There are no significant differences between trans kids and their cis peers

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From Wall To Wall Media WANTED: A FAMILY OF MY OWN Thursday 24th April 2014 on ITV 1 Pictured: Posed my Model ..back of a child cycling away from the camera The profoundly life changing process of adoption is uncovered in this new four part series. Following the stories of parents desperate to adopt and children who need families, cameras have been granted access into many defining moments of the adoption process from prospective parents meetings with social workers and facing adoption panels, to the moment a child leaves their foster carers and meets their new parents for the first time. Presented by Nicky Campbell, himself adopted as a baby, the series sets out to provide an intimate insight into adoption in Britain today, through the experiences of children and couples followed at close quarters as they progress through the proceedings involved. Please credit photographer Alistair Campbell (c) ITV For further information please contact Peter Gray 0207 157 3046 peter.gray@itv.com This photograph is (C) ITV and can only be reproduced for editorial purposes directly in connection with the programme WANTED A FAMILY OF MY OWN. Once made available by ITV plc Picture Desk, this photograph can be reproduced once only up until the transmission [TX] date and no reproduction fee will be charged. Any subsequent usage may incur a fee. This photograph must not be manipulated [excluding basic cropping] in a manner which alters the visual appearance of the person photographed deemed detrimental or inappropriate by ITV plc Picture Desk. This photograph must not be syndicated to any other company, publication or website, or permanently archived. Full Terms and conditions are available on the website www.itvpictures.com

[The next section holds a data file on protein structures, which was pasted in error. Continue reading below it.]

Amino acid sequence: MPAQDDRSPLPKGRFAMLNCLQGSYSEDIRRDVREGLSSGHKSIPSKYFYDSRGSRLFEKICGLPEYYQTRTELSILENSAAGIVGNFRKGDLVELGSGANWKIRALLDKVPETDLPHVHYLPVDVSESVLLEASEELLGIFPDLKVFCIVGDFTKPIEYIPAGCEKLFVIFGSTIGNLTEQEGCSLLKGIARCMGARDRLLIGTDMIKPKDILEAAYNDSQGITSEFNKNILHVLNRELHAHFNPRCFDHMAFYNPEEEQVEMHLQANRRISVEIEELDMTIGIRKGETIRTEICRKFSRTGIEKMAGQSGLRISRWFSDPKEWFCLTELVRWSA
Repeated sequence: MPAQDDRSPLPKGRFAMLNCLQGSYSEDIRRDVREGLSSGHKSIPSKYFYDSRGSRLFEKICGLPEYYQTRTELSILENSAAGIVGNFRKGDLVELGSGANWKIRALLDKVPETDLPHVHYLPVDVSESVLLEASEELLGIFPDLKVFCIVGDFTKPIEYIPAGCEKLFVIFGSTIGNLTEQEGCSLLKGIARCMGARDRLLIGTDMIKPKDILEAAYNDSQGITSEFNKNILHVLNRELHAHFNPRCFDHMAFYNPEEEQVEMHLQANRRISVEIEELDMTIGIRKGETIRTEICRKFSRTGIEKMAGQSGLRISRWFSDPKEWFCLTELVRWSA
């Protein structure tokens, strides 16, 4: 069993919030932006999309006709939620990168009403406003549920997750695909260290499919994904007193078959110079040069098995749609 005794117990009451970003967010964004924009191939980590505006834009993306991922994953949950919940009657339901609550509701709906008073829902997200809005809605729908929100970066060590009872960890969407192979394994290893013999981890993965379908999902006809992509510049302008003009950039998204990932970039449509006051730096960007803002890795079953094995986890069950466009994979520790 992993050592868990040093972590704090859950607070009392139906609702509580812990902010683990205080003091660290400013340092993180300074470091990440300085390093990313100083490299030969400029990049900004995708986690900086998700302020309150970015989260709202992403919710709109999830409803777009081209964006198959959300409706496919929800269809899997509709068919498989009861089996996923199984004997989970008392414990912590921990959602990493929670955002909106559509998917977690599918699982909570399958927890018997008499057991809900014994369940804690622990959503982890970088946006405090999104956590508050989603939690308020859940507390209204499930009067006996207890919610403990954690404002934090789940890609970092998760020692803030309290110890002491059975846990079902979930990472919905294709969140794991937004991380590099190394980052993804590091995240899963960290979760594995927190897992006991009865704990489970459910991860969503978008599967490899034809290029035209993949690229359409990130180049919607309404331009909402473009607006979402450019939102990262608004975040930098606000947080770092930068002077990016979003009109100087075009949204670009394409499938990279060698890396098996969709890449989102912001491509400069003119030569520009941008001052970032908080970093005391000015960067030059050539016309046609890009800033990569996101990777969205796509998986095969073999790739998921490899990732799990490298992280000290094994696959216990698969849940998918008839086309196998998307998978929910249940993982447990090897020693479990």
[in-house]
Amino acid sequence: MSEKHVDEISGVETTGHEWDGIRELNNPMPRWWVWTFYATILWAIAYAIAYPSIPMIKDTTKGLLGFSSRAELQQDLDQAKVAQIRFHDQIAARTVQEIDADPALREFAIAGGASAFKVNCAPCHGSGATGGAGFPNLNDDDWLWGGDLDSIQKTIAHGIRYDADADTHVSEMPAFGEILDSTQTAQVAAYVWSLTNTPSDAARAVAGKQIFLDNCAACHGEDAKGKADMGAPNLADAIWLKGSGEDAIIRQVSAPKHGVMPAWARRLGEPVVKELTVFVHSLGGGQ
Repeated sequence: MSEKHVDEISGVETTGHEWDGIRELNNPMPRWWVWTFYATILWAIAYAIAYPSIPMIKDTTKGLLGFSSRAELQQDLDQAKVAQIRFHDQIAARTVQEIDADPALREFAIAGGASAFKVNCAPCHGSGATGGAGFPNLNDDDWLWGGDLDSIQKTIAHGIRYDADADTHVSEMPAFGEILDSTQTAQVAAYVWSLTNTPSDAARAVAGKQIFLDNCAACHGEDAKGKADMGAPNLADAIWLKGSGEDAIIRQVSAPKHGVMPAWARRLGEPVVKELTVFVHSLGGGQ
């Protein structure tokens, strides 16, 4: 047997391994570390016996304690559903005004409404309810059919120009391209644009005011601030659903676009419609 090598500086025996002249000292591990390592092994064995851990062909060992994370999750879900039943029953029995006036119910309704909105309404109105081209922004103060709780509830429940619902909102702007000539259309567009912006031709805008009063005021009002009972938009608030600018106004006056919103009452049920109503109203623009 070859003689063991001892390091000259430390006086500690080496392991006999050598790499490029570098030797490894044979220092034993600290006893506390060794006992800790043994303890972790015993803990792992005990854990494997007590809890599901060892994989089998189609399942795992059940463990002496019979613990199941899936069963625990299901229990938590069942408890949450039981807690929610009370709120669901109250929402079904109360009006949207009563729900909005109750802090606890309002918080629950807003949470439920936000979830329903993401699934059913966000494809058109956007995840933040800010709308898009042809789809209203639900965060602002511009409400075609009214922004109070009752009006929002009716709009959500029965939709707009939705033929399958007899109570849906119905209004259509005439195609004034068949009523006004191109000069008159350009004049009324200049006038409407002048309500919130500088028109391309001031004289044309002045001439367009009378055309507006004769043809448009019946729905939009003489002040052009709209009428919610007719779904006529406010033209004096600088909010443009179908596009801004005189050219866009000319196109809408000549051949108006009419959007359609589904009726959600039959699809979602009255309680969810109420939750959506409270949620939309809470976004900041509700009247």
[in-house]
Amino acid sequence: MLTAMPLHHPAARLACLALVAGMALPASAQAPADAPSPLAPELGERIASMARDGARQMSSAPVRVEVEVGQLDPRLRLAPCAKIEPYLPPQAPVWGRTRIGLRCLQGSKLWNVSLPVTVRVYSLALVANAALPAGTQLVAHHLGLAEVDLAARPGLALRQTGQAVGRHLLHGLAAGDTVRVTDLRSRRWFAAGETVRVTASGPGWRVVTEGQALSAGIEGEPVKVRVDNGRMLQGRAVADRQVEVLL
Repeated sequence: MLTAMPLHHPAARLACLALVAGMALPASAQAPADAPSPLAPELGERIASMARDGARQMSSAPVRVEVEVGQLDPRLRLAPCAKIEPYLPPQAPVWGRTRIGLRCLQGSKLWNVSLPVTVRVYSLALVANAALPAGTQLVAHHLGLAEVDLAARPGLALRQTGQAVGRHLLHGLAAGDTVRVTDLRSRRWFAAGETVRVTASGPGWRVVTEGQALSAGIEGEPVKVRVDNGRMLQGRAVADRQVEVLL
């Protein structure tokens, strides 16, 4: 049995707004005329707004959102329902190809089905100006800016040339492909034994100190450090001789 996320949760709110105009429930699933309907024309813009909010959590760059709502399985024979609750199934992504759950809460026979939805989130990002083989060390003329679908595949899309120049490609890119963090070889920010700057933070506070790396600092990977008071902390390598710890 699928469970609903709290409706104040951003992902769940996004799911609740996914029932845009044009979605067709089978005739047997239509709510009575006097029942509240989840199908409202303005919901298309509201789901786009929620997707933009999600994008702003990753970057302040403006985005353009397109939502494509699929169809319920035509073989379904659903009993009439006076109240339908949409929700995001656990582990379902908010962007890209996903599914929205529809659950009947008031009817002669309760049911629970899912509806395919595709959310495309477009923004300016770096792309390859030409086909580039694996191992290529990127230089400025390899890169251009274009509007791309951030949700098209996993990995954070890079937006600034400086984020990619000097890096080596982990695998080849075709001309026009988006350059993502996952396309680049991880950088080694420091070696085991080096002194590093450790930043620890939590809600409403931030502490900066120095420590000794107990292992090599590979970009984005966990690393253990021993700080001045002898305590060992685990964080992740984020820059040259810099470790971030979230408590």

A groundbreaking study has found that trans girls almost don’t differ from cis girls of their age and trans boys are also almost undefined among cis boys of their age if they are socially accepted and not forced to live under the mask of gender they don’t self-identify with. The findings, published by Washington University researchers Anne Fast and Kristina Olson, came from a series of tests on 36 trans children aged 3 to 5, who have socially transitioned. The trans children kept to gender stereotypes just as closely as the 36 cis kids in the study. According to the research “young transgender children were just as likely as [cisgender] children to show preferences for peers, toys, and clothing culturally associated with their expressed gender.” In fact, the trans children “never significantly differed from their gender-matched peers” on almost any question, including when they were asked to point to children they wanted to befriend. The only significant difference was that trans kids “were less likely to see other people’s gender as stable over time” – a result probably born from their own experiences, the researchers said.

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